Top Brazil Fund Managers Predict Rates to Plunge Under Temerby
A new economic team needs to act fast to restore confidence
BCB expected to quickly cut Selic to 12.25% under team-Temer
Brazil’s central bank will have room to swiftly cut interest rates to boost business confidence under a new government without risking a pickup in consumer prices, said three of the country’s top independent fund managers.
The benchmark Selic rate, which the central bank kept at a near-decade high of 14.25 percent on Wednesday, could quickly fall to 12.25 percent if Vice President Michel Temer takes over with a market-friendly cabinet, the fund managers said late on Wednesday at a panel organized by Bloomberg in Rio de Janeiro.
“Two hundred basis points is the least interest rates should fall,” said former central bank director Beny Parnes, currently a partner at asset manager Spx Gestao de Recursos. “This would be a great advantage for the next government.”
President Dilma Rousseff is facing impeachment and could be forced to temporarily step aside by mid-May if a simple majority of senators votes that she should stand trial. Temer would take her place, and become president if she is impeached by a two-thirds majority in the Senate. Her former ally is expected to pick a fresh economic team if he gets her job, including a new head of the central bank.
Investors currently bet the central bank will cut interest rates by as much as 125 basis points by the end of the year, according to data compiled by Bloomberg.
Parnes said the central bank led by Alexandre Tombini is “paying the price for its past mistakes” as it attempts to regain credibility after repeatedly failing to bring inflation down to its 4.5 percent target. A central bank spokesman declined to comment.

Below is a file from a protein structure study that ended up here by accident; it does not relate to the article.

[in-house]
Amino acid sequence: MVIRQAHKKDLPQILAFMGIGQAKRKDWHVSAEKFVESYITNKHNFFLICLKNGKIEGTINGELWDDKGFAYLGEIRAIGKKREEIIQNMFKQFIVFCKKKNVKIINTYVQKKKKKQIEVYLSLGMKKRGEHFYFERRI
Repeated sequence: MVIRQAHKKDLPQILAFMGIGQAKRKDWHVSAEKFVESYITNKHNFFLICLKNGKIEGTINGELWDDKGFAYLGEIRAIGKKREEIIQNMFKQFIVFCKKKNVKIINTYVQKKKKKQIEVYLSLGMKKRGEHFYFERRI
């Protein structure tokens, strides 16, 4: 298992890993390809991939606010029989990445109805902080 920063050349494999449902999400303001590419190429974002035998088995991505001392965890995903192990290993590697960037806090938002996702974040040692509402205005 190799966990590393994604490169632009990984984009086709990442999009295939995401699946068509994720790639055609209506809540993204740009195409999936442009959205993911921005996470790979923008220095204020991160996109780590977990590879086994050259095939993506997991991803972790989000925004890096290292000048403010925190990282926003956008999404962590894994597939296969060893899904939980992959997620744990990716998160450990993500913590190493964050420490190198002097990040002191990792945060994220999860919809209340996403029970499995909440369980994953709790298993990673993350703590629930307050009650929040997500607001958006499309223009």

Brazil’s consumer inflation was 9.39 percent in March, though it has slowed in the last two months. In 2015, it ended at double digits for the first time in 13 years even as the economy headed toward a second consecutive year of recession -- the deepest in over a century. Temer’s PMDB party has unveiled a market-friendly program of economic reforms that has fueled optimism among investors, driving a 26 percent rally in the Ibovespa stock index so far this year.
A 200 basis-point-cut in the Selic could quickly be implemented by the new government but anything beyond that would require “some progress” on the fiscal side, said Fernando Rocha, partner at JGP Gestao de Recursos.
“A new economic team with credibility will find some fat in interest rates that it will be able to cut,” he said.
Paulo Bilyk, chief investment officer at Rio Bravo Investimentos, said Temer’s team is fully aware it needs to act fast to foster business and market confidence. “They know they don’t have 100 days, they have only 60 days to do something,” he said, referring to Brazil’s municipal elections scheduled for October.